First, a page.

Unfortunately, the literature is replete with studies showing atrophy in various parts of the brain without a clearly identified unique pattern. Most helpful in distinguishing dementia with Lewy bodies from other entities resulting in dementia is the absence of features of other diseases.

Features reported include 1,2,7,12:

  • generalized decrease in cerebral volume most marked in

    • frontal lobes

    • parietotemporal regions

  • enlargement of the lateral ventricles

  • relatively focal atrophy of 4:

  • absent swallow-tail sign 12

    • nigrosome-1 is usually SWI hyperintense but this is lost in DLB, similar to Parkinson disease 12

    • reported to have a sensitivity and negative predictive value on 3T SWI of 93%, with an 87% specificity and positive predictive value 12

Perhaps, more importantly, the mesial temporal lobe and hippocampi remain relatively normal in size, helping to distinguish Lewy body disease from Alzheimer disease 2,4,14.

Although frontal and temporal hypoperfusion can be similar to that seen in Alzheimer disease, occipital hypoperfusion and the cingulate island sign (preserved metabolism of the posterior cingulate) on SPECT/PET 1 may aid in differentiation from other types of dementia, especially Alzheimer disease 8,9,13,14.

If the occipital lobe is not involved, DLB and AD cannot be distinguished on the basis of their metabolic signatures. Imaging with dopamine transporter agents can help distinguish DLB from AD when clinical and FDG PET findings are indeterminate.17

Findings of DLB include loss of dopaminergic neurons in the substantia nigra and related reduced striatal dopaminergic activity, therefore patients with DLB have abnormal striatal uptake on dopamine transporter scans.17

Unlike Parkinson disease, dementia with Lewy bodies respond less readily to L-dopa and also may have severe sensitivity reactions to neuroleptic drugs, such as rigidity, reduced consciousness, pyrexia, falling, postural hypotension and collapse 3.

Lewy body dementia also responds favourably to acetylcholinesterase inhibitors, even more so than Alzheimer disease 6.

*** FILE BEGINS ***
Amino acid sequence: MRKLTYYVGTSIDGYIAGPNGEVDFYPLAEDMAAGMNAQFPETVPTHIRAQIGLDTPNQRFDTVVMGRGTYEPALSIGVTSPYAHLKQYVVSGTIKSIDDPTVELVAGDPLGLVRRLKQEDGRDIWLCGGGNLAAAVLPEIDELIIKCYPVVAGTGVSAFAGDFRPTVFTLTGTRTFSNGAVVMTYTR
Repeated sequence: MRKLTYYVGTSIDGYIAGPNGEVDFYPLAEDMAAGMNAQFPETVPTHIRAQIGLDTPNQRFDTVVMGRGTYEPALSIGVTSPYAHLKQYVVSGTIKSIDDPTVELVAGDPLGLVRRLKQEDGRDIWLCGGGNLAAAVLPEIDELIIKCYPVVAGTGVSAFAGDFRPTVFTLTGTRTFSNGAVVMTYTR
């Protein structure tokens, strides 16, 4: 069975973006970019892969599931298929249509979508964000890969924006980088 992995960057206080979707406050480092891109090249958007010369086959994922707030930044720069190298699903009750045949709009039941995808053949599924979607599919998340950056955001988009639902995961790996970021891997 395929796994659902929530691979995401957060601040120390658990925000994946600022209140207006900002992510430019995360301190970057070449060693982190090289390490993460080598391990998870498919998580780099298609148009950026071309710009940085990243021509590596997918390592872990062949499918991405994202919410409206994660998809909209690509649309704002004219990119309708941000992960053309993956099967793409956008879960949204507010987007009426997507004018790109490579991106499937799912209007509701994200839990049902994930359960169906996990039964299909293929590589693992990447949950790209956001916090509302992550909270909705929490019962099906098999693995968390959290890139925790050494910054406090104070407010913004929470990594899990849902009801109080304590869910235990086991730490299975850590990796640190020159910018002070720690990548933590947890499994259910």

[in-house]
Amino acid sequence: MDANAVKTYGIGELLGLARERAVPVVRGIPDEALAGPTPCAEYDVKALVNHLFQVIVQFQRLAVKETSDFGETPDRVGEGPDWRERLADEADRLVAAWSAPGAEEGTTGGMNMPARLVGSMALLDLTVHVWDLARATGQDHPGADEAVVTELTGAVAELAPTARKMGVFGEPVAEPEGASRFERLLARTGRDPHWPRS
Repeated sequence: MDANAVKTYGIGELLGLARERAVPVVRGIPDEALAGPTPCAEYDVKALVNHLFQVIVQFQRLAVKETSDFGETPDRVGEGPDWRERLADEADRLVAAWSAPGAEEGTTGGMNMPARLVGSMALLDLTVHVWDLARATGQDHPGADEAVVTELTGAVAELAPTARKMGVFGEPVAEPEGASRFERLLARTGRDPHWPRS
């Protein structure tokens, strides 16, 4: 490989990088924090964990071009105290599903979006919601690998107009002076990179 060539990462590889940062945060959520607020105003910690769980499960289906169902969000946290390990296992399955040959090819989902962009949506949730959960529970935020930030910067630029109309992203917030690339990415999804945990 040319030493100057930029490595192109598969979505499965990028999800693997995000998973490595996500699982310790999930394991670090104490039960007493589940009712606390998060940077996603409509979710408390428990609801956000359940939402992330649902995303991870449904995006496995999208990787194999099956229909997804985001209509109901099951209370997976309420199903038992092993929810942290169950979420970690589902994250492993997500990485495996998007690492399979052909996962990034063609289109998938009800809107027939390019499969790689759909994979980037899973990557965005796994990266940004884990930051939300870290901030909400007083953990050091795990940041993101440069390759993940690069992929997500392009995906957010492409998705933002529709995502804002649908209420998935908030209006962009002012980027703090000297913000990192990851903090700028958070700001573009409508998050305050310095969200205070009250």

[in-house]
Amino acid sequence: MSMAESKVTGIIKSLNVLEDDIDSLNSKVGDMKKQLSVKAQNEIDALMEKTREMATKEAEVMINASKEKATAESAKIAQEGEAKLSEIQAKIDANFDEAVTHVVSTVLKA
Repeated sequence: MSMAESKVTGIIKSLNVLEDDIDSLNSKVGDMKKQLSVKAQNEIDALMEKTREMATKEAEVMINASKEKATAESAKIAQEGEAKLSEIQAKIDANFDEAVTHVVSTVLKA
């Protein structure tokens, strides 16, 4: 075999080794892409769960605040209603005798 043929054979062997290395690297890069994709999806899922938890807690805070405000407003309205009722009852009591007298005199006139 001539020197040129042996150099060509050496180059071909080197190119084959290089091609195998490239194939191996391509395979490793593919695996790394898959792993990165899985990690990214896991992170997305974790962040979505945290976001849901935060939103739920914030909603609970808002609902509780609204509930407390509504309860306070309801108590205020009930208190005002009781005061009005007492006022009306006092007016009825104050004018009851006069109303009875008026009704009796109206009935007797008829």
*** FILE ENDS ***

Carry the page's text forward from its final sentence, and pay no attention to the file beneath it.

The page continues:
Lewy body inclusions were first discovered in the early 1900s by the German-born, American neurologist Frederic Lewy 10. However, the association of dementia with Lewy bodies was first discovered in 1976 by Kenji Kosaka, a Japanese psychiatrist and neuropathologist 11

It is important to realize that there is a significant overlap between many neurodegenerative diseases, and that a clear-cut distinction between entities is not always possible. In the case of dementia with Lewy bodies, this is particularly the case, with a strong overlap between:

  • Alzheimer disease

    • clinical: may occasionally have a similar clinical presentation with a frontal type dementia or posterior cortical atrophy

    • imaging: prominent involvement of hippocampi on imaging

  • Parkinson disease

    • clinical: dementia is only a late feature, with parkinsonian symptoms having been present for many years 5

  • frontotemporal lobar degeneration

    • clinical: usually younger onset, absent parkinsonian features, absent visual hallucinations

    • imaging: more pronounced frontal/temporal atrophy; left-to-right asymmetry 

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Cases and figures

  • Case 1
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  • Case 2
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  • Case 3